All of us, regardless of talent, require somebody to help us realise our dreams. In my case, there are two people who made my dream of becoming a journalist a reality: Mathatha Tsedu and Charles Mogale.
So, as you can imagine, I was devastated when I heard that Charles has finally passed on, after being in a coma in hospital for a while. He had been badly hurt in a car accident after having suffered a stroke.
He offered me my first permanent job as a reporter for City Press, a little more than 20 years ago. I had no formal training in journalism. The only guide to writing a story was given to me by Tsedu, who introduced me to the Sapa, Sowetan and City Press news editors. I started writing for these organisations on a freelance basis.
Mogale noticed my writing and called me to offer me a job. I was too excited to even ask how much I would earn. It was as if he knew that I was more interested in the job than my salary.
In the formal chat to discuss the details of the job, Mogale said to me: “I know that you don’t care about how much you will earn. You are more excited by the fact that you would be telling people in your village that ‘I was with Clarence Makwetu [then president of the PAC] and that I shook the hand of Pandelani Nefolovhodwe [Azapo leader]’.” I just laughed.
The Mogale I know was a very funny man. But he was more than that. He was a good human being who treated everybody with respect. He was a loving husband. He was a great father to Kgosi and Tumi. He often spoke about his children.
He was also politically conscious and had a radical mind. I remember him saying that he adored Nelson Mandela.
“I used to tell people that you have read the brilliant writings of Steve Biko. You have heard the eloquence of Martin Luther King Jr. You have heard the fiery speeches of Malcolm X. But wait until Mandela is free. You will be blown away!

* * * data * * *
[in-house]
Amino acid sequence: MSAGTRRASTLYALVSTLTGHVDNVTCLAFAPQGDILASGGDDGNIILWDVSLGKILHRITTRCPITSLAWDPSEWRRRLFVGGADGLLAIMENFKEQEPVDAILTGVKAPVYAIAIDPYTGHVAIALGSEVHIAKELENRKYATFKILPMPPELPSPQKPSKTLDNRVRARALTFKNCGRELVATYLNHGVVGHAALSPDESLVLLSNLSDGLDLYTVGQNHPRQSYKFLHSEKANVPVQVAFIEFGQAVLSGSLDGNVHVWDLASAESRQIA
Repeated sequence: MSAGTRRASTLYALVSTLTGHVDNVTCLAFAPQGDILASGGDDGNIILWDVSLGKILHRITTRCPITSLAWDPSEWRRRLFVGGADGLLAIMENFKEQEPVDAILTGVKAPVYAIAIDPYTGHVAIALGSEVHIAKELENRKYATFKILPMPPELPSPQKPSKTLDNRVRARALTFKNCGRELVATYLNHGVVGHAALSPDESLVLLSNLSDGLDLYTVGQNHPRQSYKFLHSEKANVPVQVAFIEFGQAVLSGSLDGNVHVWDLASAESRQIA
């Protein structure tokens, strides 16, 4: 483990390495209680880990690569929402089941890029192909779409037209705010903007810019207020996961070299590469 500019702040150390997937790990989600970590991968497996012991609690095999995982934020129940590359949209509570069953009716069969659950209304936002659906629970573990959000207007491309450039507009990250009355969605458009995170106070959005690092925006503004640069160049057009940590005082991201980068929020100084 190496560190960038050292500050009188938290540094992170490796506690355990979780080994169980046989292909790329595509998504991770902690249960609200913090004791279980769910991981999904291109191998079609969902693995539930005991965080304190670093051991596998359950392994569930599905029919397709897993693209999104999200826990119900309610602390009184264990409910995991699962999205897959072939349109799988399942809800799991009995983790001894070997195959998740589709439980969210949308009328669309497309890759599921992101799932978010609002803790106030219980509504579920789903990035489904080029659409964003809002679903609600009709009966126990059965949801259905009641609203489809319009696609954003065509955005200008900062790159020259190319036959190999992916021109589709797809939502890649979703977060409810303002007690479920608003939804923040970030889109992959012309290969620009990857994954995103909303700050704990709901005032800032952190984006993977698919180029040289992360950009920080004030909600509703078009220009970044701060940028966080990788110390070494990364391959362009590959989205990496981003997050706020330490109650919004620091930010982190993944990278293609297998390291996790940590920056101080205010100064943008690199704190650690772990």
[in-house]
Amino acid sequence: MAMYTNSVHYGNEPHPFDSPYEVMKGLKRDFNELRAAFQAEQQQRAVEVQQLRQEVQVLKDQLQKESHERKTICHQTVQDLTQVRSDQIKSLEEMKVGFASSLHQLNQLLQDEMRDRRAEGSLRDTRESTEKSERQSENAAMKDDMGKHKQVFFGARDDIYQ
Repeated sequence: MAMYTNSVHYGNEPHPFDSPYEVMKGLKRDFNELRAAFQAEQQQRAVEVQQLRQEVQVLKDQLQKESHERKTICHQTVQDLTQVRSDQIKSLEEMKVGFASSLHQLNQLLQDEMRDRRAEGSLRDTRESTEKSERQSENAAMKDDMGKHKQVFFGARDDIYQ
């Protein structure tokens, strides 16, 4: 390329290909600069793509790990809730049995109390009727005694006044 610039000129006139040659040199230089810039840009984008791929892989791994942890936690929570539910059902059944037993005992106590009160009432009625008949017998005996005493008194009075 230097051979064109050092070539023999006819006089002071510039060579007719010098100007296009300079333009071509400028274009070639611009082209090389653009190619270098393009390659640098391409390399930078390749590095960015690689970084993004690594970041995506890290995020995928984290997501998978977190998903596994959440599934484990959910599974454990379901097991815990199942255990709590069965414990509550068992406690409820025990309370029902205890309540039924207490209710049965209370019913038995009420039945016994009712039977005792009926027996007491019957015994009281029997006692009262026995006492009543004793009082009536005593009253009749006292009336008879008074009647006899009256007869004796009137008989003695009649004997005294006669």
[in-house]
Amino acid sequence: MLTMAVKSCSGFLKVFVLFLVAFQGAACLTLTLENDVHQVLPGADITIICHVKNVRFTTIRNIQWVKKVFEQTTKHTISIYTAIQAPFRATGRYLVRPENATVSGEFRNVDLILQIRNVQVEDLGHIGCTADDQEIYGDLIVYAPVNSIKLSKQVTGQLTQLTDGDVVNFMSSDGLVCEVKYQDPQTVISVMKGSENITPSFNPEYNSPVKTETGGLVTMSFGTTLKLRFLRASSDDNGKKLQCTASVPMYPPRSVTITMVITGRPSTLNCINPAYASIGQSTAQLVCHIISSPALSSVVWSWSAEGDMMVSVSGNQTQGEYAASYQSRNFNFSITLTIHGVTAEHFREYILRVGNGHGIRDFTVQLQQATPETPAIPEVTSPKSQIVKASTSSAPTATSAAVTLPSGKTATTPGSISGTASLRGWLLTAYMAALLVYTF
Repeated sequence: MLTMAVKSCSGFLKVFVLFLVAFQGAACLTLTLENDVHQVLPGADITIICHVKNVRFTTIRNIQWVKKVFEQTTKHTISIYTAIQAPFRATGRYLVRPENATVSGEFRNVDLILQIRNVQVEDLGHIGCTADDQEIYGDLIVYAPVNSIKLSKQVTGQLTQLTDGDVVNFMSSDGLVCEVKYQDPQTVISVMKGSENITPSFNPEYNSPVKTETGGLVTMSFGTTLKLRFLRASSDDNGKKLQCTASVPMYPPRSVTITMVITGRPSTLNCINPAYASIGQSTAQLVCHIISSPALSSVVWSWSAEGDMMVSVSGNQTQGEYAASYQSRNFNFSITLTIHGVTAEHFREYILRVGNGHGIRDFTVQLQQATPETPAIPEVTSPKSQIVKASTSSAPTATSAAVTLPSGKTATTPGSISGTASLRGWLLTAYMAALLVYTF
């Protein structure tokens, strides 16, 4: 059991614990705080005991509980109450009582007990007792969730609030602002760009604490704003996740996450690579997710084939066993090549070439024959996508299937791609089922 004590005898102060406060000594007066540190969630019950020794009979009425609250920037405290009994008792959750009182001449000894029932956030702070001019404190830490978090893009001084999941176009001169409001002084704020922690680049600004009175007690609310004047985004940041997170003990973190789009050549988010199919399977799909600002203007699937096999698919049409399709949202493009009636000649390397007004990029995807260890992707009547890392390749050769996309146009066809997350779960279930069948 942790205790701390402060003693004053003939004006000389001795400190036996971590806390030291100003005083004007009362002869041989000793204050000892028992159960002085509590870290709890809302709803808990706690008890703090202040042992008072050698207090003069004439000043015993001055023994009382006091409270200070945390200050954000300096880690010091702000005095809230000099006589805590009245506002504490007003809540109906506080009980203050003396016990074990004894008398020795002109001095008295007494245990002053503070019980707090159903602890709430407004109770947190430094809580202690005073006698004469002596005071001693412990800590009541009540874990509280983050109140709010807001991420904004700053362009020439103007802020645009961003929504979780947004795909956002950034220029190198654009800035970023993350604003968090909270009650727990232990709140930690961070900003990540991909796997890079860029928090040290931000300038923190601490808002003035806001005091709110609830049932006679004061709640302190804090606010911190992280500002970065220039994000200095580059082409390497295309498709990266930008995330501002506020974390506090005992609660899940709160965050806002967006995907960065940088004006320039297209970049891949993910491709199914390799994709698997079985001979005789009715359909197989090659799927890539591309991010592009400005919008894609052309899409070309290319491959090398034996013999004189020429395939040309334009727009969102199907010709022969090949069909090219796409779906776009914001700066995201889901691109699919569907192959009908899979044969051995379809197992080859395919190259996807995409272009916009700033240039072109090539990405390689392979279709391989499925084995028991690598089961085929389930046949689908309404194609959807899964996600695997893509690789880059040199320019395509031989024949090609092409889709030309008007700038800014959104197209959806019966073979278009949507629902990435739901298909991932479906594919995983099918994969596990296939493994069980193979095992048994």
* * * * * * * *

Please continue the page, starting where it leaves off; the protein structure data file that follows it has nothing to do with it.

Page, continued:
“Then Mandela was released. The old man said: ‘Comrades, friends and fellow South Africans: I greet you in the name of peace, democracy and justice for all…’
“I realised that this man was harmless and should not have been arrested,” said Mogale. He argued that people were celebrating the release of Mandela as if it were a victory.
“This man was arrested because the boers did not want to talk to him. Now that they are prepared to talk to him, they release him and we celebrate. Why?”
He then assigned me to interview at least three Rivonia Trial accused. His point was that these old men were arrested for nothing. I was able to secure interviews with Elias Motsoaledi and Andrew Mlangeni. Motsoaledi did not buy the argument that they were arrested for nothing and argued that their arrest was part of the bitter struggle where others went into exile.
Mlangeni fell for Mogale’s logic. He said the arrests could have been avoided if the government had had the vision to engage the liberation movement and resolve the dispute through negotiations.
Mogale was indeed an unpaid comedian. I remember he once called me while I was at home in Makwarela, Thohoyandou, and asked: “What is the time there?” I was baffled. He then explained: “Are you guys on the same time zone as South Africa?”
He once asked Pearl Rantsekeng, who was a young reporter, to buy him chips. As Rantsekeng appeared reluctant, Mogale quickly, in jest, said: “Pearl, do not forget that if it were not for me, you would be working for an escort agency.”
He was extremely jolly. He enjoyed his drink and defended it. His definition of sin was “everything that is nice”.
“If you have a nice drink [alcohol], then it is sin. If you have sex, it is sin. In fact, anything that is nice is sin. In any event, who wants to live until he is 100 years old when he did not enjoy life? I’d rather have fun and die young than live a miserable and boring life like you.
“By the way, even if I were to die and go to hell, hell would be more fun. All the stars such as Michael Jackson, Bob Marley and Brenda will be in hell. Hell should be more fun,” he said in his endless jokes.
Mogale was a brilliant writer. As news editor, he was very calm and would never panic. In fact, there were times when he worked on the nerves of Len Kalane, who was assistant editor for news at City Press.
Mogale was born on January 2, 1956 in Evaton. He started his journalism career on the Rand Daily Mail in 1977. He previously worked as assistant editor of City Press and night editor of Sowetan, before he became editor of Drum and then Sunday World.
Rest in peace, Mavula, Charlie Bafana.
He will be buried in the Vaal tomorrow. The funeral service will start at 8am at the Church of Ascension (Anglican) in Sebokeng. The cortege will then proceed to the cemetery in Jacobskop, Vereeniging.